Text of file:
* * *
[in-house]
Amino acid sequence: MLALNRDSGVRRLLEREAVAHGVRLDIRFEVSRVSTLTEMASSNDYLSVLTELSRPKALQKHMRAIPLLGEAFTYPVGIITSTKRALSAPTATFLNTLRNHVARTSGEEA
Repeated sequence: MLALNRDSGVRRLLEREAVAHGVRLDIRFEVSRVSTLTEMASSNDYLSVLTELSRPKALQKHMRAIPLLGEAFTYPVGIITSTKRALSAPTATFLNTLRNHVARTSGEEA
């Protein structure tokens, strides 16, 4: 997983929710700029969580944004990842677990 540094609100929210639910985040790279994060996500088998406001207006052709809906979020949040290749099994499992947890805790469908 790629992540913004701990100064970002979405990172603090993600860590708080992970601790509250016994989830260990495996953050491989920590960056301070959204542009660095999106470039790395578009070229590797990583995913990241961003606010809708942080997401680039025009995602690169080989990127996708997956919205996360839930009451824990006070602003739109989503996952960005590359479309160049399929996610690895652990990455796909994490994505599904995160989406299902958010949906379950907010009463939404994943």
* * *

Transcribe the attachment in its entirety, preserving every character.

[in-house]
Amino acid sequence: MLALNRDSGVRRLLEREAVAHGVRLDIRFEVSRVSTLTEMASSNDYLSVLTELSRPKALQKHMRAIPLLGEAFTYPVGIITSTKRALSAPTATFLNTLRNHVARTSGEEA
Repeated sequence: MLALNRDSGVRRLLEREAVAHGVRLDIRFEVSRVSTLTEMASSNDYLSVLTELSRPKALQKHMRAIPLLGEAFTYPVGIITSTKRALSAPTATFLNTLRNHVARTSGEEA
């Protein structure tokens, strides 16, 4: 997983929710700029969580944004990842677990 540094609100929210639910985040790279994060996500088998406001207006052709809906979020949040290749099994499992947890805790469908 790629992540913004701990100064970002979405990172603090993600860590708080992970601790509250016994989830260990495996953050491989920590960056301070959204542009660095999106470039790395578009070229590797990583995913990241961003606010809708942080997401680039025009995602690169080989990127996708997956919205996360839930009451824990006070602003739109989503996952960005590359479309160049399929996610690895652990990455796909994490994505599904995160989406299902958010949906379950907010009463939404994943």